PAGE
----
How To and Why To Do Candle Gazing Meditation (Trataka)

Candle gazing meditation is a form of Trataka meditation that uses a candle to still the mind.

Have you ever looked at a fire burning and realized how captivating it is? You don’t need to know anything about meditation to experience relaxation while steadily gazing at a bonfire or a fireplace.

Similarly, candle gazing uses our natural fascination with flames to bring us both mental and spiritual benefits.

What is candle gazing meditation?

Trataka is a concentration technique that allows the mind to calm down and focus as a prelude to meditation. It involves holding your gaze on a small object for an extended time without blinking until your eyes start to water.

In “Hatha Yoga Pradipika” Trataka is mentioned as one of the six Shatkarmas, also known as Kriyas. These are purification techniques that cleanse the physical body and prepare it for pranayama and meditation.

The Sanskrit word ‘Trataka’ translates as ‘steady gazing’. The name doesn’t suggest you need to gaze at the flame of a candle. However, this is a popular object that is relatively easy to focus on. Thus, candle gazing is accessible to beginners and can help them advance their practice.

For ease of explanation, this article dives into candle gazing in particular but you can practice Trataka with any object that fascinates you.

Bahir Trataka (Bahiranga) – Outer Steady Gazing

Bahir Trataka is a technique that requires focusing on an external object such as a candle, your nose tip, a flower, a star, the moon, the AUM symbol, a cross, a crystal, etc. In contrast to other concentration techniques, to perform Bahir Trataka you need to keep your eyes open.

It is best to focus on something that is meaningful to you. When you choose an object – stick to it so you can reap the full benefits.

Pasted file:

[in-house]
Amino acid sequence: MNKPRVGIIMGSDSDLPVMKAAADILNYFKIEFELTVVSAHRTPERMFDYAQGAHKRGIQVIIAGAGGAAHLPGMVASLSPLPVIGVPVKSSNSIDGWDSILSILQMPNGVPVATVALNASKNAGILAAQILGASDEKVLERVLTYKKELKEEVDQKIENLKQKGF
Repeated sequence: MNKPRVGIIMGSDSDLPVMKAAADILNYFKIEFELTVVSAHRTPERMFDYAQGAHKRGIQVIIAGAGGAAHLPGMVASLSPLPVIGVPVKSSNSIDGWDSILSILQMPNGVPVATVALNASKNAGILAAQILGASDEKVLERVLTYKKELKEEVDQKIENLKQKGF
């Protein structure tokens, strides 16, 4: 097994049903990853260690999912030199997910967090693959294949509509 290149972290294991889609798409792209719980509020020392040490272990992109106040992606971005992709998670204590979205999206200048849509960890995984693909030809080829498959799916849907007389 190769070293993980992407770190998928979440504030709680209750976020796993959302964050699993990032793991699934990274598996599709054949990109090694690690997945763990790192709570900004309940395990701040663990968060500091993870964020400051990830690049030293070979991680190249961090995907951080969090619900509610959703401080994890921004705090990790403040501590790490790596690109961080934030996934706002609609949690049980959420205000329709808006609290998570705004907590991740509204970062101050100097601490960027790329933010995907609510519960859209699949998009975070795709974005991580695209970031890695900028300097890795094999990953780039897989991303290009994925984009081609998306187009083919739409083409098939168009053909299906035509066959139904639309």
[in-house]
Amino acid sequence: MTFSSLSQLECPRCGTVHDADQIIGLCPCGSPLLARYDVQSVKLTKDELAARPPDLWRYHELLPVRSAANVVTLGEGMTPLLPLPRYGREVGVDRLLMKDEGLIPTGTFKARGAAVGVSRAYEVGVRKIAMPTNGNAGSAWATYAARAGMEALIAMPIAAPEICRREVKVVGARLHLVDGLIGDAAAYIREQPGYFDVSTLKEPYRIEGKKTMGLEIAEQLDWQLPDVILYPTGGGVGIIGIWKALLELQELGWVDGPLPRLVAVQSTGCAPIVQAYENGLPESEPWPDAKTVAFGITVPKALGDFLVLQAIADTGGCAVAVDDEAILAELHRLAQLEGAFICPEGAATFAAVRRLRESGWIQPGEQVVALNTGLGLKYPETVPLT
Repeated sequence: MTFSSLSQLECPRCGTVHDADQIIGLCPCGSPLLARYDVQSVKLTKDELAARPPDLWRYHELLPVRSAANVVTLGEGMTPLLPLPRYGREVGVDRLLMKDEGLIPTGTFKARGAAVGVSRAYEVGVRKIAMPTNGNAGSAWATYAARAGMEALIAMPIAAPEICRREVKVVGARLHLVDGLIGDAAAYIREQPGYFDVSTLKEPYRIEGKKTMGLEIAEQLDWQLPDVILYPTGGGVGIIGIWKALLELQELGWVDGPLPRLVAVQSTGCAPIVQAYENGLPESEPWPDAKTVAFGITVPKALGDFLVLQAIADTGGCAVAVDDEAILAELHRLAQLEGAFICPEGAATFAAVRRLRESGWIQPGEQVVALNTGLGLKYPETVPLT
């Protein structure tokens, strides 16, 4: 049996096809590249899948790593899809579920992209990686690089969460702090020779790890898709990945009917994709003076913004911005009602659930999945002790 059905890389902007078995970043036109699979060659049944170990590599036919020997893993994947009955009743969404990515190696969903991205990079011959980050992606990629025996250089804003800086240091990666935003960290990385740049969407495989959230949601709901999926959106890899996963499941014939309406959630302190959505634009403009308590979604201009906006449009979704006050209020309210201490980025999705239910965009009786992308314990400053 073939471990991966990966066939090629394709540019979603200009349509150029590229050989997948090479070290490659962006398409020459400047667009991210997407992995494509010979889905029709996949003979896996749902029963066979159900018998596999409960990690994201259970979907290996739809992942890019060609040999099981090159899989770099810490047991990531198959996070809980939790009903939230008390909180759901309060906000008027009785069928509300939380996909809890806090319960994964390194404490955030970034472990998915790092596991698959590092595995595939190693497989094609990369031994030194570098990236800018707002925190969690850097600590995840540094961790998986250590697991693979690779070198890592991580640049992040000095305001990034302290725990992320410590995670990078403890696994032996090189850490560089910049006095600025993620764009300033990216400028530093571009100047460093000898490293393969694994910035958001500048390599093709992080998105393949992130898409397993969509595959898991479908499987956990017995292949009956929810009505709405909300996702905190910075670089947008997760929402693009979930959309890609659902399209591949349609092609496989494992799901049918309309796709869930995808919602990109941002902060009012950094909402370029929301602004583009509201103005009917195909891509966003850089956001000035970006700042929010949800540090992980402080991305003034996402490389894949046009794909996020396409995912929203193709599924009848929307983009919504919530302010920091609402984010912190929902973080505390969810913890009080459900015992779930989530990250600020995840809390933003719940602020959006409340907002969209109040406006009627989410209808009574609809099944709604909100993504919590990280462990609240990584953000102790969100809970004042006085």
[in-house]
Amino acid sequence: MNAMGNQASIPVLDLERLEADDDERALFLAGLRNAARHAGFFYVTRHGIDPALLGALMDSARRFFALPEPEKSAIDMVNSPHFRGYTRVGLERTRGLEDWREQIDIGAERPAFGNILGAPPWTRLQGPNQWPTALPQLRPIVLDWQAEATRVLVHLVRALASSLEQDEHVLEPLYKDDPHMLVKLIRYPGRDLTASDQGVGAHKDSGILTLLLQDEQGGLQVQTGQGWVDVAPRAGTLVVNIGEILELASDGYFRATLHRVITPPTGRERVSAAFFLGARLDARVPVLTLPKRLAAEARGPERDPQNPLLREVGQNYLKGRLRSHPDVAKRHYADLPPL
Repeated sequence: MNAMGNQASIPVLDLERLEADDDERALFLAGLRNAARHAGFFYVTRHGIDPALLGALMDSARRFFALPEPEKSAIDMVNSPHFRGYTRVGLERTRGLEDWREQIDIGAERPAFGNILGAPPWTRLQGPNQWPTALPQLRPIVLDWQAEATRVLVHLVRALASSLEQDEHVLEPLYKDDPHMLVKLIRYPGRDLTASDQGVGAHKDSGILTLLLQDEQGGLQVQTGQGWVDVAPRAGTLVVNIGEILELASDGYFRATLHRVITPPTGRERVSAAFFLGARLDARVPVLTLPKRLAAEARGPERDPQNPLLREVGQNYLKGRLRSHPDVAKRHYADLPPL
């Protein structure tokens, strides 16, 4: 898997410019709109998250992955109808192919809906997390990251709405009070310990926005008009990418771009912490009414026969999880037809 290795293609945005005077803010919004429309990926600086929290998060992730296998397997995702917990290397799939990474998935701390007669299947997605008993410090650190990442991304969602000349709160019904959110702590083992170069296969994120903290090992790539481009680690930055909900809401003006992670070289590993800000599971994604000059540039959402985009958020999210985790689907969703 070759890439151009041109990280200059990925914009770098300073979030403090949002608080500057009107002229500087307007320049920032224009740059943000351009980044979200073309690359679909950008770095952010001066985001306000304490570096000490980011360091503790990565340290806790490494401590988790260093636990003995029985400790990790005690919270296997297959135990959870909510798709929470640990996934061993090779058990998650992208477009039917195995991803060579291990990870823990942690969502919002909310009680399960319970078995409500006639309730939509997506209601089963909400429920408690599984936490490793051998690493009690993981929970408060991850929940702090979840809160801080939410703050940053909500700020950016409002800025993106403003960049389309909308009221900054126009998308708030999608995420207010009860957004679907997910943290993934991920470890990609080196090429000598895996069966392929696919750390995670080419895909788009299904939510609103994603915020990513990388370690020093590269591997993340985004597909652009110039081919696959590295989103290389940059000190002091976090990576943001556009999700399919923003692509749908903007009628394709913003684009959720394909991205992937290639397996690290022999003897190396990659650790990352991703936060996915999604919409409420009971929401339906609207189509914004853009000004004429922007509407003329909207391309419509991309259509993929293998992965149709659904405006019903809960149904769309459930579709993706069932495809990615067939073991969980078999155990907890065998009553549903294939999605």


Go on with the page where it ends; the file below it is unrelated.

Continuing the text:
Anter Trataka (Antaranga) – Inner Steady Gazing

Anter Trataka is more advanced than outer gazing as it includes seeing your object with your inner eye. You can move on to this technique when you’re able to clearly evoke the image of your object with your eyes closed.

Evoking a clear and steady image requires some practice. As preparation for Anter Trataka, you should first establish your concentration in Bahir Trataka. Next, while focusing on an external object, you can momentarily close your eyes and try to see the object as clearly as you saw it with your eyes open. When you progress with this inner and outer combined gazing technique, you will later be able to hold your attention on the object without looking at it.

Anter Trataka encourages you to lose the connection with the physical world, which stimulates your inner eye and promotes heightened awareness.

woman holding a candle for meditation

What are the benefits of candle gazing meditation (Trataka)?

From a spiritual point, Trataka is said to open up your third eye, Ajna chakra. It is also a useful technique that brings stillness to the mind and prepares it for meditation.

Like any concentration practice, regular Trataka can have a positive effect on your focus, which in turn can influence your productivity. It is also a practice that fosters patience and can have an overall relaxing effect.

Although it is often claimed that Trataka can improve your eyesight, there are no major scientific studies that show any dramatic results. Some data suggest that prolonged regular practice, of six weeks and more, can be beneficial to people with eye health issues.

How to do candle gazing meditation (Trataka)?

  1. Position your object.
  2. Sit comfortably
  3. Centre yourself
  4. Start with outer Trataka
  5. Practice inner Trataka
  6. Repeat
  7. Close your practice

Position your object